A collection of blogs and musings from the people that work at the St. Augustine Lighthouse & Museum - Florida's Finest Lightstation.

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Bent at the Lighthouse

Posted by: Dr. Sam Turner in LAMP Boatworks, LAMPosts

Crew

Boat builders- job well done!

LAMP Boatworks has just finished framing the Chaisson Tender, a small rowing gig that has been under construction for some months at the Lighthouse. It’s an important milestone in the building of this particular craft and one for LAMP Boatworks as well. Frames and half-frames, also known as ribs, are important structural members of any boat. In this case half-frames were used and were steam bent, a technological innovation that gives boat builders a leg up in savings of time and materials. Steam bending is an important skill to master and apply and so doing places LAMP Boatworks further down the road toward a first class boatworks.

The steam box is a critical component in the steam bending process. The selected wood is first fashioned into the desired final dimensions. The Oak used for the Chaisson Tender’s frames had been kiln dried, a controlled drying process that effects the lignum in the wood in such a manner that it has to be soaked in water previous to steam bending . It is then placed in the preheated steam box for approximately ten minutes. A certain amount of trial and error was gone through to determine the optimum steaming time for these particular half-frames. Larger or smaller timber will require varying steaming times.

The steam box is a long rectangular box, in this case made of wood, but which can be made of any material that can withstand steam vapor for a prolonged period of time. A gas bottle and turkey cooker filled with water provide the steam and a small thermometer inserted through a small hole in the steam box permits the monitoring of the temperature. The box has pegs that pass through it’s width and act as shelves for the wood being steamed so that it may be evenly steamed from all sides.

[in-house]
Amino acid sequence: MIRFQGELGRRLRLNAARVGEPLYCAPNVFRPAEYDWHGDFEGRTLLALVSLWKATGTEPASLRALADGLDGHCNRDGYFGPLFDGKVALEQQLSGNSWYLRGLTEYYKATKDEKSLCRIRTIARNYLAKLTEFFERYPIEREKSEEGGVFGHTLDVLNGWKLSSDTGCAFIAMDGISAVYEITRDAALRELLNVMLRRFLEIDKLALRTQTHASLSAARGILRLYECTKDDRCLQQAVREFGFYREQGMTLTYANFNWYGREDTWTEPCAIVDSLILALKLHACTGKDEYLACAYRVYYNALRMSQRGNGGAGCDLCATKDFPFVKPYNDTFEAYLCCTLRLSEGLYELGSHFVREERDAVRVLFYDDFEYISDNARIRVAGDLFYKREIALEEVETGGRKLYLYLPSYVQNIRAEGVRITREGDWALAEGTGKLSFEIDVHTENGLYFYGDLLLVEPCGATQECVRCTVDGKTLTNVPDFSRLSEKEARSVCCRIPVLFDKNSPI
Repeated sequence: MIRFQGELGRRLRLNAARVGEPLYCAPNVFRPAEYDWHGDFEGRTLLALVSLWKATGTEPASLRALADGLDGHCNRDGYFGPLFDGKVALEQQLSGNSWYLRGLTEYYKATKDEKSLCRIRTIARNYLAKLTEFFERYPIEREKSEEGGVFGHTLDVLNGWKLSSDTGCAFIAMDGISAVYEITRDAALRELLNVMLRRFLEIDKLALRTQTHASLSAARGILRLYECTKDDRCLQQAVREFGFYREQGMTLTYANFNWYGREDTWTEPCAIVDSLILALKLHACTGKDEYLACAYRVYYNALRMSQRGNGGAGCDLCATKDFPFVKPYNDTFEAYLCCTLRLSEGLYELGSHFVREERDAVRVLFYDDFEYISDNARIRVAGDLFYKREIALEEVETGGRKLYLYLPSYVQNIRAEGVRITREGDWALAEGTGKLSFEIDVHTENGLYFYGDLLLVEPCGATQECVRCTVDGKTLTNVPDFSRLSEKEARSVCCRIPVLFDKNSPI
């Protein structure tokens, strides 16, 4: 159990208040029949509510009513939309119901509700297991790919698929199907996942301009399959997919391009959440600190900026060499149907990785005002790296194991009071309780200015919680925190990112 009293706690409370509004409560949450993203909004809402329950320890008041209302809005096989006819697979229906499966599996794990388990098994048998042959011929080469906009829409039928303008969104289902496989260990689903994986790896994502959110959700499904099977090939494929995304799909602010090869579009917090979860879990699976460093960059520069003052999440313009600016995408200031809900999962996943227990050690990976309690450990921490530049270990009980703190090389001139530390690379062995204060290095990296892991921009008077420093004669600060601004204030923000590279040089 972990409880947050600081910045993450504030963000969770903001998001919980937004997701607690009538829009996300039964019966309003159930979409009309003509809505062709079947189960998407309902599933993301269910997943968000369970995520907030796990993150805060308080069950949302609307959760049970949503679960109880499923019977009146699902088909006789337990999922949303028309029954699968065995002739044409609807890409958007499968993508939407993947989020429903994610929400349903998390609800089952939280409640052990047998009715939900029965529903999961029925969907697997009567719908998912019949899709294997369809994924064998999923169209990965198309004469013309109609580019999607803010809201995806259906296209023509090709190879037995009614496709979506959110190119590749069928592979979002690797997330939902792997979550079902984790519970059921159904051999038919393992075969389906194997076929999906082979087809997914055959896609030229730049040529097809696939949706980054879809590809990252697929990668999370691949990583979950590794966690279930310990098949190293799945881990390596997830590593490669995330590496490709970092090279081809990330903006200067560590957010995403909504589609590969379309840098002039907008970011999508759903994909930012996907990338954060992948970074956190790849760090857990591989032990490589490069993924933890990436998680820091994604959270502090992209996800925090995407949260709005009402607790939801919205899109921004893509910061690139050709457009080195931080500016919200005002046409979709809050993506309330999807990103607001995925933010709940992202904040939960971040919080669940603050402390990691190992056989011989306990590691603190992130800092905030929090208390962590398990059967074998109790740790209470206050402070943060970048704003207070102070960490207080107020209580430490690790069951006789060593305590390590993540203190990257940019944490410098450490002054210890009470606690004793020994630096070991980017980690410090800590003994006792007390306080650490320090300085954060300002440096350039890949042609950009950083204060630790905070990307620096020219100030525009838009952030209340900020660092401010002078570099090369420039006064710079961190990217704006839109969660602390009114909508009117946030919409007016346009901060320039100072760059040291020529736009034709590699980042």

After ten minutes at 212 degrees, the half-frames are ready and brought out one at a time. An initial bend is made in the base to fit along the flat bottom of the boat and then bent into place along the interior side of the craft. Two screws are then used to hold the foot of the half-frame in place and then pre-placed copper nails are pounded through from the outside through the planking and half-frame. A copper rove, a sort of washer, is placed over the head of the nail and driven down with a rove punch and then the shaft of the nail is cut and peened over to form a rivet. Four such rivets hold each half-frame in place.

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Placing the rove

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Setting the rove

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Cutting the nail

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Peening the rivet



With the framing of the Chaisson Tender completed, LAMP Boatworks is one step closer to finishing its third and most complicated build to date.

Comments (1)

What a great update on the latest LAMP Boatworks project! I didn't get to see the steam box in action, but here it is on the blog/YouTube!

Great work, guys!

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